First of all, it is not clear that all of these movements failed for the same reasons. If I had to pick something that they all had in common, though, I would argue that these movements failed because Americans in general did not support them and because the political system was at least somewhat rigged against them.
All of these movements were movements of relatively small and relatively weak segments of American society. The farmers’ movement and the Populists were both made up mainly of farmers. Farmers were no longer the majority in the United States by this time and they were fairly isolated in rural areas. This meant that they did not have the sympathy of large portions of the urban population.
The labor unions were, of course, centered in the cities. They did not make up a majority of the population either. More importantly, they lacked support for at least two reasons. First, many of the members of the unions were immigrants at a time when the United States was experiencing a fair amount of nativism. Second, many Americans felt that unions were too politically radical, an impression bolstered by such things as the bombing at Haymarket. Thus, none of these groups had a tremendous amount of popular support.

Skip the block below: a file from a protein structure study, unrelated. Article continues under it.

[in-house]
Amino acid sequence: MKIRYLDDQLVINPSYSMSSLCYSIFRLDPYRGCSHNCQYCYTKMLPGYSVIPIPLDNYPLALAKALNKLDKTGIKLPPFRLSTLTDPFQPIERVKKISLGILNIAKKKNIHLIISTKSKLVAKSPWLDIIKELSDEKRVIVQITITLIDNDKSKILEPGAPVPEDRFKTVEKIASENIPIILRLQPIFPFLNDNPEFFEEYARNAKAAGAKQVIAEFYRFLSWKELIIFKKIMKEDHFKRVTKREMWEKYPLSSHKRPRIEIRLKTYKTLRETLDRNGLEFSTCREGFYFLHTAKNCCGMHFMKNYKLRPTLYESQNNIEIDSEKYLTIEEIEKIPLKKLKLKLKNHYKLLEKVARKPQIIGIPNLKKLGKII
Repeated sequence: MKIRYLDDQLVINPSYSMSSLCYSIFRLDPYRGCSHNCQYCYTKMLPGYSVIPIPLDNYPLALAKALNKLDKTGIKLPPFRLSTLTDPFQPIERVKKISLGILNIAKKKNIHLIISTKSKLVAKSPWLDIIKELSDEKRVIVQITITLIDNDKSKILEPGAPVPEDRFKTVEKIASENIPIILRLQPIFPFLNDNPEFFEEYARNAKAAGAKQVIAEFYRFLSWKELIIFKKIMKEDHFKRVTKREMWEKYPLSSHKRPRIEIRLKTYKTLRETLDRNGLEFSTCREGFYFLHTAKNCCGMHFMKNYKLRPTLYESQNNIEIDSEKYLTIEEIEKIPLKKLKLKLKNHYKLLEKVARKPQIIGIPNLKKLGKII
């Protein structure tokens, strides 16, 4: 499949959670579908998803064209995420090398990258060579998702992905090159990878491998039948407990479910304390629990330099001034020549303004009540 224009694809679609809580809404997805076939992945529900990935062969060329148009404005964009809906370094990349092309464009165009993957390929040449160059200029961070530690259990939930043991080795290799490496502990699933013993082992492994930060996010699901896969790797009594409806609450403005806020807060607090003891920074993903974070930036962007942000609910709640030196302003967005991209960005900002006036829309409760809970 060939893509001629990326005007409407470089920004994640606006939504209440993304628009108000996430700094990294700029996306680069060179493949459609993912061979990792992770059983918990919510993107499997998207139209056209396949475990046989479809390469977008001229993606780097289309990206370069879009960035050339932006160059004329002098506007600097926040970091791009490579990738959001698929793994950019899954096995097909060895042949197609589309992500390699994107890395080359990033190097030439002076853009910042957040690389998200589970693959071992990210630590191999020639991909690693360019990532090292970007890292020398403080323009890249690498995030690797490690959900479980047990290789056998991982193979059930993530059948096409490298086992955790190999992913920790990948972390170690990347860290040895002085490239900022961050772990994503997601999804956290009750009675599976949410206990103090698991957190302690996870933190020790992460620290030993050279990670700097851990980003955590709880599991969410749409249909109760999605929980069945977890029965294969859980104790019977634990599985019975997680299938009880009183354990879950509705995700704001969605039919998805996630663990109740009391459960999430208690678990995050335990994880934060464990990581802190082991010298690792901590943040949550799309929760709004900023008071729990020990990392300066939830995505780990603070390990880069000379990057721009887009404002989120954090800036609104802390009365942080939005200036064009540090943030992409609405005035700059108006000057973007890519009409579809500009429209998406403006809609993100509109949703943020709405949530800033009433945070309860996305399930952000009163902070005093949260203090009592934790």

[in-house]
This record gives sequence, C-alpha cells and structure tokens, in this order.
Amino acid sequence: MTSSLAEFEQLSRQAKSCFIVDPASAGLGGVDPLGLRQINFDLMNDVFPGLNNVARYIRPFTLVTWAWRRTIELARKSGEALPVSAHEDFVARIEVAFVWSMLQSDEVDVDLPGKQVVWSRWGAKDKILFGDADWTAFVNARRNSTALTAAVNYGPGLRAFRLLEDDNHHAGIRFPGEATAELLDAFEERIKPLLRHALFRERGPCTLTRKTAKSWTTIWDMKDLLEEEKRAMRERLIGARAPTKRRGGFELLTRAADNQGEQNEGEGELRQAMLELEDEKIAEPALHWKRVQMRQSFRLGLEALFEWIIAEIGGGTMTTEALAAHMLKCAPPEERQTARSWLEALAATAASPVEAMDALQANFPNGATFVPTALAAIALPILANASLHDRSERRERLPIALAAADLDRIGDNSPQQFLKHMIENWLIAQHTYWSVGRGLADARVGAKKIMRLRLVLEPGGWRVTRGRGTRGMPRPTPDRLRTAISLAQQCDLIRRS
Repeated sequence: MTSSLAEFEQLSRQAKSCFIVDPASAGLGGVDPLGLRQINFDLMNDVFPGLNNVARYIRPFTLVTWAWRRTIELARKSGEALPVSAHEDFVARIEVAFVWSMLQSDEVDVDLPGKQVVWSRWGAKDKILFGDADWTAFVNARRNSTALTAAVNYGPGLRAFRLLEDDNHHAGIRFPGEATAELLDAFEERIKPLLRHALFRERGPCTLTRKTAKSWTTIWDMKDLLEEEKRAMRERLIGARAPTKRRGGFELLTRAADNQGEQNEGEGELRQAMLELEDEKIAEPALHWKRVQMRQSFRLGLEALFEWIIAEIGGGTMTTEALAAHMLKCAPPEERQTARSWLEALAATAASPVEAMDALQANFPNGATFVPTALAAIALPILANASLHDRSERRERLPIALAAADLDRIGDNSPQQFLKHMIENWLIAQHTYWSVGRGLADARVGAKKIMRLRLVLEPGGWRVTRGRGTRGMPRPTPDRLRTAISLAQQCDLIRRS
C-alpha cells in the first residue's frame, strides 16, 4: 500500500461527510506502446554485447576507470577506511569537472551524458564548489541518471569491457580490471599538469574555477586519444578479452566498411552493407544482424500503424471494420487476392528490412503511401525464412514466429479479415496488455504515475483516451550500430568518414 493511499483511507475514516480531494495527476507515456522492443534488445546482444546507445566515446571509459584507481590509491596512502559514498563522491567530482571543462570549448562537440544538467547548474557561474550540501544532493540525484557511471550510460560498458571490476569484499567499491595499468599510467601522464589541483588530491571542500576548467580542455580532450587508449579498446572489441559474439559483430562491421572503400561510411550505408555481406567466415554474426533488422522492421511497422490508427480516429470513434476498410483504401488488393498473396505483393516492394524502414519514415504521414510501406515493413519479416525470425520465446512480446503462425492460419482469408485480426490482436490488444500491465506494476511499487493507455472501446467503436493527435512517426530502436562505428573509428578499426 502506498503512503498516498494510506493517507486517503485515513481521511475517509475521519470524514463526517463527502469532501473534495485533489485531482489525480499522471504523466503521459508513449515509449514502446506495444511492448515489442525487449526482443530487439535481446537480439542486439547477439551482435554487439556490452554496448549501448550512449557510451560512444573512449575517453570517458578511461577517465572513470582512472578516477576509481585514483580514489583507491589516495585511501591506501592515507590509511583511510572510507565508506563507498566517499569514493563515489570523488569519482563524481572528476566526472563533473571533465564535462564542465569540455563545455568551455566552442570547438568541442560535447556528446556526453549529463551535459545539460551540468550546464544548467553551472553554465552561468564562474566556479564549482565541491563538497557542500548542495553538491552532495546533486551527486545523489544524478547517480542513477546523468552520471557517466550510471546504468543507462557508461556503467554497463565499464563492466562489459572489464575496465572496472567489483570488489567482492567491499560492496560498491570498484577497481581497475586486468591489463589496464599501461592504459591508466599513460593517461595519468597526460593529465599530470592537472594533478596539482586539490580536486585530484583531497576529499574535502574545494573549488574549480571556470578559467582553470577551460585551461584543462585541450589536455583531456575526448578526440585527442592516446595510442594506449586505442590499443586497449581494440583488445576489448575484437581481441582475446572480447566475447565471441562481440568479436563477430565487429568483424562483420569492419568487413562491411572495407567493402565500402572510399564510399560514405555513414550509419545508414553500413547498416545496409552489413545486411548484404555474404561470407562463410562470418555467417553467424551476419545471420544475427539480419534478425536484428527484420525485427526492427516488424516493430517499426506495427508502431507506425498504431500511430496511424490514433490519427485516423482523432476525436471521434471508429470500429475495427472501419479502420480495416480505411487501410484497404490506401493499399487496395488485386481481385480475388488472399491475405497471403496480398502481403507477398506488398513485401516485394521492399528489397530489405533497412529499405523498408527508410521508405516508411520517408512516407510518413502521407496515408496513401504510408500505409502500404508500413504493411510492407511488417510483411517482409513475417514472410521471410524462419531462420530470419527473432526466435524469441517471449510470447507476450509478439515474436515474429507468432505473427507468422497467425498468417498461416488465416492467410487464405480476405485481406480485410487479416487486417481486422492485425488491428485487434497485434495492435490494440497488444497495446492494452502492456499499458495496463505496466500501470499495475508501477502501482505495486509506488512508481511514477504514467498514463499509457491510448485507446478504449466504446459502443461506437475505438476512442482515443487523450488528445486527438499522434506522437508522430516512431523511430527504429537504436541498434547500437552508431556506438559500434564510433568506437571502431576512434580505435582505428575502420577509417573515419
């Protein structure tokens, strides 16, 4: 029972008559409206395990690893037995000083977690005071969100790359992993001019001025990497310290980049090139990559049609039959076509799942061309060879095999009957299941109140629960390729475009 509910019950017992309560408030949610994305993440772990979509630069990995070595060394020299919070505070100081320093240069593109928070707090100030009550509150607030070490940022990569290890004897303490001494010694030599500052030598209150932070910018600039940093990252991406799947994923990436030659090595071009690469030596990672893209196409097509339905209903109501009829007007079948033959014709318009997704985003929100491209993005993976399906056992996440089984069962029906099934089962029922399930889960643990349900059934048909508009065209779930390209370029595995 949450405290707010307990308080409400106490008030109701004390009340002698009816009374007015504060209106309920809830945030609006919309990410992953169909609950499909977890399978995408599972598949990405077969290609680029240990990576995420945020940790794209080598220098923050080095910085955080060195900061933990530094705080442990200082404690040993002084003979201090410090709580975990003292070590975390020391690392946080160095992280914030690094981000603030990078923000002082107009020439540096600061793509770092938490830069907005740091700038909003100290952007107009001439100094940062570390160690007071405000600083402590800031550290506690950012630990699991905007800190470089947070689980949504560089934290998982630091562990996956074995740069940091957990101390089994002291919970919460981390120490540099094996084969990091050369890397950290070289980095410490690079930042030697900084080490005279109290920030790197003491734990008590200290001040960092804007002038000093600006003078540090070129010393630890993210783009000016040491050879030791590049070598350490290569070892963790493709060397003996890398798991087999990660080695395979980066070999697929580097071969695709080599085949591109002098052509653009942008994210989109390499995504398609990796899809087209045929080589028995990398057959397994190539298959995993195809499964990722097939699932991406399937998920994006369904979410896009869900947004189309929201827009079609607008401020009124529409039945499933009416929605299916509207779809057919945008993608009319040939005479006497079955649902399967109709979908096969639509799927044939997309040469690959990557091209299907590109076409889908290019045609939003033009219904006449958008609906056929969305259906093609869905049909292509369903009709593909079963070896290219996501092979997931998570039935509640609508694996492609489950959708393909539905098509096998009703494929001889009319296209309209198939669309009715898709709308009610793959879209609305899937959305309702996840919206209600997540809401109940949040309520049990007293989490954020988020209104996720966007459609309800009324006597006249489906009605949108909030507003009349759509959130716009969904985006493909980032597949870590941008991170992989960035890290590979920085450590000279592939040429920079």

In addition, the American political system was at least somewhat rigged in favor of the rich. Political candidates were picked in “smoke-filled rooms” by party bosses, not in actual elections. The parties were influenced by rich donors who could provide them with money. In addition, the US Senate was, at this time, not directly elected by the people. Instead, it was elected by state legislators, thus making it easier for big businesses to influence the selection of the senators. This gave rise to the notion that the Senate was, in essence, bought and paid for by big businesses.
For these reasons, the reform movements lacked the popular support that would have been necessary to overcome the advantages held by the rich in the American political system of the time.